COMMENT | Compelling stories of the perilous rescue of 12 Thai boys and their football coach trapped kilometres deep in the flooded caves of Tham Luang in Chiang Rai had kept me riveted over the past week even as I watched my favourite teams go down in the World Cup elimination.
For a while I was distracted from the gloomy news of tariff wars, and of children separated from their families at the US-Mexico border due to US President Donald Trump’s clampdown on asylum seekers from El Salvador, Honduras and Guatemala. For a moment, a journalism of hope gave us stories of human endurance and the selfless courage of some who risk their lives to save another, more so when it’s a child.
As a parent, I felt for the Thai families whose sons aged 11 to 16 were shown huddled, dazed and emaciated on a ledge in the flooded chamber. The rescue of the Wild Boar football team, and the compassion verbalised and visualised in the world’s media provided a temporary relief even as I know that at the same time millions of babies are dying from preventable causes, children displaced, trafficked or killed in countries torn apart by sectarian strife and corrupt authoritarian regimes.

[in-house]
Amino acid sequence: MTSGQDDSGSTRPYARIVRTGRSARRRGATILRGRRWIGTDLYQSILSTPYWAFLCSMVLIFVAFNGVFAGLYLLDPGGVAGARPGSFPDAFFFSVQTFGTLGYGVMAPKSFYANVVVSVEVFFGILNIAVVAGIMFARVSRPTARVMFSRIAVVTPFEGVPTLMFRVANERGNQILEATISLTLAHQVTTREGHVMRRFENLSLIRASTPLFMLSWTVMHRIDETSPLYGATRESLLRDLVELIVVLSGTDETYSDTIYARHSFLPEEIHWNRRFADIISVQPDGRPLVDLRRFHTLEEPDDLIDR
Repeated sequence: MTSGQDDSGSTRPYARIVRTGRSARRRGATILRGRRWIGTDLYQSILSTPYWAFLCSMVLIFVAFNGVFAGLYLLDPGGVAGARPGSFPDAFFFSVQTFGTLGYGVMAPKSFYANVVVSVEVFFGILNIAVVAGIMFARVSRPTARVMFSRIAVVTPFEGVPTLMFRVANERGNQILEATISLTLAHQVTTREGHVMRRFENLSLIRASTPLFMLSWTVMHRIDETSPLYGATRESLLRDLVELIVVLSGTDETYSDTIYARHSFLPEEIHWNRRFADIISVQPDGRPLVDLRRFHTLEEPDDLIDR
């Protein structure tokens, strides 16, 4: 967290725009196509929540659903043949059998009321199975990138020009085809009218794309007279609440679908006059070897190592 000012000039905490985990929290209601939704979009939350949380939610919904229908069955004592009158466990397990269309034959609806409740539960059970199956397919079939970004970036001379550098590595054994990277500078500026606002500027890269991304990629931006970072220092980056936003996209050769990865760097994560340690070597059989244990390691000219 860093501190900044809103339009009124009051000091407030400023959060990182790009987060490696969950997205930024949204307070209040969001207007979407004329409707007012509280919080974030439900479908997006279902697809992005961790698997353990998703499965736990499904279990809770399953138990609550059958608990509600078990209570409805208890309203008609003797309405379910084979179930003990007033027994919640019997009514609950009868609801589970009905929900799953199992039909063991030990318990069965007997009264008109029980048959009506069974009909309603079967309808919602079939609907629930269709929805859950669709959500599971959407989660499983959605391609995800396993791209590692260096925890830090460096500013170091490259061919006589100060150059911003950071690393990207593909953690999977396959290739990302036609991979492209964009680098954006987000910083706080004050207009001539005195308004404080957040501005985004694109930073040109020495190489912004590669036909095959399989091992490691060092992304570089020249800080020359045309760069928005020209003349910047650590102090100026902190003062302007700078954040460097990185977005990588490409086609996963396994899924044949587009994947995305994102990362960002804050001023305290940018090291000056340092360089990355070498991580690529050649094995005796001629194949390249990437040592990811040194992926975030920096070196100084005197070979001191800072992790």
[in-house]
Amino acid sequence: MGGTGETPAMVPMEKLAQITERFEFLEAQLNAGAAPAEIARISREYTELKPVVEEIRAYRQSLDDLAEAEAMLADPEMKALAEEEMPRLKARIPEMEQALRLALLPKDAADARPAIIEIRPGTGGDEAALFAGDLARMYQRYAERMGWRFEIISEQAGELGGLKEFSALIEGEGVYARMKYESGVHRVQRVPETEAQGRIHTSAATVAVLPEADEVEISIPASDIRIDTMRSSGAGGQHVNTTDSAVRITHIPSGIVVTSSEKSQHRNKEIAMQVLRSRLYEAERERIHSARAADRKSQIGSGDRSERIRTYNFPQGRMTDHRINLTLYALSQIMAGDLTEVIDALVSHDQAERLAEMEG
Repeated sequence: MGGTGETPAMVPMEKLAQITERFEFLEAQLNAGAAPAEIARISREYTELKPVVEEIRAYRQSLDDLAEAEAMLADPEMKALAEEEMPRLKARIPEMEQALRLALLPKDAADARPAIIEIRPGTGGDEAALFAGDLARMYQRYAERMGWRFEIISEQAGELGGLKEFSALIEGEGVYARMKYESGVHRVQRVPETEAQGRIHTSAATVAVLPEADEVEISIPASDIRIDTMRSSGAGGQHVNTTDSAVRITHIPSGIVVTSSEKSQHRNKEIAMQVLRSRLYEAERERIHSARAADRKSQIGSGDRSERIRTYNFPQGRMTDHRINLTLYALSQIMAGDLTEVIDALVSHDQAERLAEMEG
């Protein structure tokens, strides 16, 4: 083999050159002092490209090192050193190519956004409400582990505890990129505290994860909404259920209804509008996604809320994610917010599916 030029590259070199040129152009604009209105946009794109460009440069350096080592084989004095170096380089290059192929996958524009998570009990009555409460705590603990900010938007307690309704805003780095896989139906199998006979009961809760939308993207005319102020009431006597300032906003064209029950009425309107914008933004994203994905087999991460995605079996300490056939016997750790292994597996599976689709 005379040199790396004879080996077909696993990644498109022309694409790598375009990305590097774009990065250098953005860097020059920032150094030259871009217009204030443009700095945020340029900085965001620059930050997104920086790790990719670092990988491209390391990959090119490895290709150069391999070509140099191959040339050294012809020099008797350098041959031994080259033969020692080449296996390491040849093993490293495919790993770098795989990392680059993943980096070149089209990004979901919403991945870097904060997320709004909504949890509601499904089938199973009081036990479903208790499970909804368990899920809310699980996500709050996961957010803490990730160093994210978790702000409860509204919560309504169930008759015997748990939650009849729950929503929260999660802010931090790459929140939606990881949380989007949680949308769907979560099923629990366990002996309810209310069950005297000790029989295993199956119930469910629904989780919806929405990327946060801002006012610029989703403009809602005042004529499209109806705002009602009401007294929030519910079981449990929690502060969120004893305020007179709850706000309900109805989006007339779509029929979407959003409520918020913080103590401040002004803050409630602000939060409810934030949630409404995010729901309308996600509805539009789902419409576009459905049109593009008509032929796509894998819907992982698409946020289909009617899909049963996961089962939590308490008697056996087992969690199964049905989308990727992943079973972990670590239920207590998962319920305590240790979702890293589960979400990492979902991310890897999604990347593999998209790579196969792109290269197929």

The World Cup and the International Federation of Association Football (Fifa)’s association with children of the world has indeed provided a breath of fresh air from the daily reportage of disputes and despair. The enduring spirit of the Thai boys and their soccer coach moved Fifa to invite them to the World Cup final in Moscow on July 15.
Fifa’s association with children as beacons of new hope goes way back to the 2002 World Cup season in South Korea and Japan. The organisation had then pledged to Unicef that it saw “football a valuable educational tool for youth since football combines elements such as discipline, respect, and fighting in a positive sense”.
“With football you learn how to win and how to lose,...